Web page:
The latest USDA Cattle on Feed revealed a March 1 feedlot inventory of 12.163 million head, a record level for March for the data series back to 1996. The feedlot total was 101.4 percent of one year ago. The March feedlot total was down slightly from the February peak of 12.199 million head, which was a record for any month in the data series back to 1996.
February feedlot placements were 1.848 million head, up 9.3 percent year over year and the highest February placements since 2019. Placements were at the upper end of the range of expectations and higher than the average trade guess. Large 2022 placements compare to February 2021, which included a massive winter storm that reduced flows of cattle into and out of feedlots.
Nevertheless, placements this February were large and included both light and heavyweight feeder cattle. Monthly placements weighing over 800 pounds were up 10.4 percent year over year while placements under 700 pounds were up 8.7 percent over last year. This follows several months of mostly lightweight placements. Strong February placements were aided by dry winter grazing conditions forcing cattle to market early and strong prices that encouraged feeder sales, some earlier than planned or anticipated.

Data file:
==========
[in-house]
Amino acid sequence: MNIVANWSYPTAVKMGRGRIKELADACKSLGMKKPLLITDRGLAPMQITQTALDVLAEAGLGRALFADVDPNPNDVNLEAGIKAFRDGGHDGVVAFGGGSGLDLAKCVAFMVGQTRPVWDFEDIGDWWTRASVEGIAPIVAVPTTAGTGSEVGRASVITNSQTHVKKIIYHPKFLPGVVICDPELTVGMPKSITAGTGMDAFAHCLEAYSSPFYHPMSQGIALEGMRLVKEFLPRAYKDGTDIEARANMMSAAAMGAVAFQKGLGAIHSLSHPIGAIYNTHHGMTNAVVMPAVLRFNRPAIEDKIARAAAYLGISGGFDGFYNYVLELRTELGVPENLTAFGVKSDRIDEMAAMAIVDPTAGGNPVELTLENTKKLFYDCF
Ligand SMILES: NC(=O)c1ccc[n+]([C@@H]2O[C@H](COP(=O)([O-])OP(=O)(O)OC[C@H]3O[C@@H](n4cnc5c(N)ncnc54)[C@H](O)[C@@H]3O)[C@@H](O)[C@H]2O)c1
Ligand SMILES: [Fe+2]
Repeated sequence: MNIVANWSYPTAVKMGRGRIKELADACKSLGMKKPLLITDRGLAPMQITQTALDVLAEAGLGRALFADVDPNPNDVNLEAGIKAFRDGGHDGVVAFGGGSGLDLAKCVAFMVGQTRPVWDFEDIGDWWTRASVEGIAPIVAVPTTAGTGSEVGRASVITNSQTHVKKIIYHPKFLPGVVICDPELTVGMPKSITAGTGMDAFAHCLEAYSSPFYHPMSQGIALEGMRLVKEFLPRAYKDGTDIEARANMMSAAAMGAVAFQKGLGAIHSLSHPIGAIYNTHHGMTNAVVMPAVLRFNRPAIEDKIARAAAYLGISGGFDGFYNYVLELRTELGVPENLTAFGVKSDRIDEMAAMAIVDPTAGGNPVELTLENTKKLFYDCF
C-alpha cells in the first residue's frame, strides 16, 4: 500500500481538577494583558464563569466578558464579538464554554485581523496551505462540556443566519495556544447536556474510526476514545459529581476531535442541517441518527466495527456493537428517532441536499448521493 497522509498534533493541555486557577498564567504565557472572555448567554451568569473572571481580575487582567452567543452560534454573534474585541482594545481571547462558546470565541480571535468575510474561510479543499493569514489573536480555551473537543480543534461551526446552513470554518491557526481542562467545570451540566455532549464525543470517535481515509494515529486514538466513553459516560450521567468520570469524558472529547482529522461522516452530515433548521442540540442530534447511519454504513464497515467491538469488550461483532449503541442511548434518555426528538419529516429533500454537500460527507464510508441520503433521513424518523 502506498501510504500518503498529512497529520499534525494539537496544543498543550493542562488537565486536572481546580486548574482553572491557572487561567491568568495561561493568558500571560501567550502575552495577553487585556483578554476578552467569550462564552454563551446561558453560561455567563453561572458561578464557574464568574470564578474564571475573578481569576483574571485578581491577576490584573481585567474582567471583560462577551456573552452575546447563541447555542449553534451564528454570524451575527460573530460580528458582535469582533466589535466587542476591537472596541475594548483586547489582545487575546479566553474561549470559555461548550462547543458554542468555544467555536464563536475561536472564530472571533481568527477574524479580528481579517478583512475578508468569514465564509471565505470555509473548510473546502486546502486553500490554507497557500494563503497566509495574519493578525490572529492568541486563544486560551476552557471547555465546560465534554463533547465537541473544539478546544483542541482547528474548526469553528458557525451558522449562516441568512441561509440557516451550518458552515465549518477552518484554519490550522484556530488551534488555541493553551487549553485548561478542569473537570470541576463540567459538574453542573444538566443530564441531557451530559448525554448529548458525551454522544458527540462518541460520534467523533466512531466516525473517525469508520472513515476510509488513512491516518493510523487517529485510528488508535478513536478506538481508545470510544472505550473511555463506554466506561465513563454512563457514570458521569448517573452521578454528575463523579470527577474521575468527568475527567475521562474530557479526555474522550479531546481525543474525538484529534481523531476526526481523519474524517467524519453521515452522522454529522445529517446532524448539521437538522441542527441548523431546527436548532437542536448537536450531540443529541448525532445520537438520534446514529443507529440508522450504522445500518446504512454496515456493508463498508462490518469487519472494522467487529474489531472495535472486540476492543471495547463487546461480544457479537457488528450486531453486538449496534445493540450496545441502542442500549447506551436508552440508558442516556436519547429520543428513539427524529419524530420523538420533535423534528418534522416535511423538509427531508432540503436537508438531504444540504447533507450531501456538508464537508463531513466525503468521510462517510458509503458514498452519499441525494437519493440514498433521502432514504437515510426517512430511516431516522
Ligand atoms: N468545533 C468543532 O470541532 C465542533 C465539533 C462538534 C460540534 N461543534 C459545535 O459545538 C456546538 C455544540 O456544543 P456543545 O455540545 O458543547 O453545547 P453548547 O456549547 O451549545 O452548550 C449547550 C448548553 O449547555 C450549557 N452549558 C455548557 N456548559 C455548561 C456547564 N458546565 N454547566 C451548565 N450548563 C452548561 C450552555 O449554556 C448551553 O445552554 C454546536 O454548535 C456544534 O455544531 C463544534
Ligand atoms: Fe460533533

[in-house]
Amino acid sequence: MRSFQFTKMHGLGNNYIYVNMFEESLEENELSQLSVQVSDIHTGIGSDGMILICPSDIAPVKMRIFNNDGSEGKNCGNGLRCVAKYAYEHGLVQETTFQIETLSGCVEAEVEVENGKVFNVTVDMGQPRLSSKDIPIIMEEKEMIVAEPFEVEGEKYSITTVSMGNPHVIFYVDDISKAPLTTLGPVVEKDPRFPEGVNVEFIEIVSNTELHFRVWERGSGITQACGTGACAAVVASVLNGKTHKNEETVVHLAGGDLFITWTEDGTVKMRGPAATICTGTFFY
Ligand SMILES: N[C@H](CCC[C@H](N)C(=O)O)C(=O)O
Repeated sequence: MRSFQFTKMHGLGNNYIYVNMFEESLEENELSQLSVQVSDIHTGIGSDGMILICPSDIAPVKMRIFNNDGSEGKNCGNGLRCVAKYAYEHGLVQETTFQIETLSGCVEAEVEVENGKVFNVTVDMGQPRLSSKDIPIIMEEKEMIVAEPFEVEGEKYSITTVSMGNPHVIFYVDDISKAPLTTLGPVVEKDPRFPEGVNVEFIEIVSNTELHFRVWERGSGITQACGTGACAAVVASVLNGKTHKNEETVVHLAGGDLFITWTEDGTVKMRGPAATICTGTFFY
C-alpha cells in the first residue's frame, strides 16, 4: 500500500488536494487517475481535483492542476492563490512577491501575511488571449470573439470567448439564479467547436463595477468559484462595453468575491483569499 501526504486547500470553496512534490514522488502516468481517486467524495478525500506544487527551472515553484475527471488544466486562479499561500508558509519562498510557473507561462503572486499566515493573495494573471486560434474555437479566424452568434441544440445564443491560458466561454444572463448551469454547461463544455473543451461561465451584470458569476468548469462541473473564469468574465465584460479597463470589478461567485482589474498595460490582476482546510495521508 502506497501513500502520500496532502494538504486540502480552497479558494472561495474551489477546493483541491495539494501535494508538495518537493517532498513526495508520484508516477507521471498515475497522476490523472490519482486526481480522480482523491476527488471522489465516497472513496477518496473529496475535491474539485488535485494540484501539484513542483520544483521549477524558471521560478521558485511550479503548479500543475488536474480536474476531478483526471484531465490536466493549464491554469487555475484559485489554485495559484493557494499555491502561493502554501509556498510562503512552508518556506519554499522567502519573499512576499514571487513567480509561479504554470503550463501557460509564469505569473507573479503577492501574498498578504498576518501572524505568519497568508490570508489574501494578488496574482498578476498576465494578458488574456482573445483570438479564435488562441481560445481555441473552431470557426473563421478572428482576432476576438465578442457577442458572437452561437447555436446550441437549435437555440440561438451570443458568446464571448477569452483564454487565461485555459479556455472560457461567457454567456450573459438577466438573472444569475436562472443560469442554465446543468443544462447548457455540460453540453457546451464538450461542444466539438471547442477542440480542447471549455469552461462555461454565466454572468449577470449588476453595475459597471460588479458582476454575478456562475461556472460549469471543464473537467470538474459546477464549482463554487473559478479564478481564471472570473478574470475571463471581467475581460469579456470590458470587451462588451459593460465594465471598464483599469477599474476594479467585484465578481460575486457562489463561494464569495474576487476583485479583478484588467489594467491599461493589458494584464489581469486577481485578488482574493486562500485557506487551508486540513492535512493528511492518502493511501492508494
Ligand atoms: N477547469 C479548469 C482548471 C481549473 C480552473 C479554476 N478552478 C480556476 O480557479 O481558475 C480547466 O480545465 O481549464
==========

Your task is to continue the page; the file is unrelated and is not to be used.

February feedlot marketings were 1.825 million head, up 4.9 percent year over year and the largest February marketings total since 2000. Big February marketings are reflected in February fed (steer + heifer) slaughter up 4.6 percent year over year and monthly beef production up 6.9 percent year over year. However, these comparisons are relative to the storm-disrupted totals from February 2021.
Looking ahead, the bulge in February feedlot placements will likely be offset by sharply lower March placements. Total feeder receipts from auctions, direct and internet sales for the first three weeks of March are down 17.0 percent year over year. In Oklahoma, combined auction feeder cattle totals for March are down 19.0 percent compared to one year ago. Feedlots will have plenty of cattle to market for another few months, but tighter placements are ahead and feedlot production will decline in the second half of the year.
If drought conditions persist, feedlots may perhaps continue to borrow against the future with early weaned calves available through the spring and summer before facing the full reality of tighter feeder cattle supplies. On the other hand, if drought conditions abate, higher cattle prices might result in increased heifer retention by the end of the year, thereby squeezing feeder supplies even more and more quickly.
Source: Oklahoma State University, which is solely responsible for the information provided and is wholly owned by the source. Informa Business Media and all its subsidiaries are not responsible for any of the content contained in this information asset.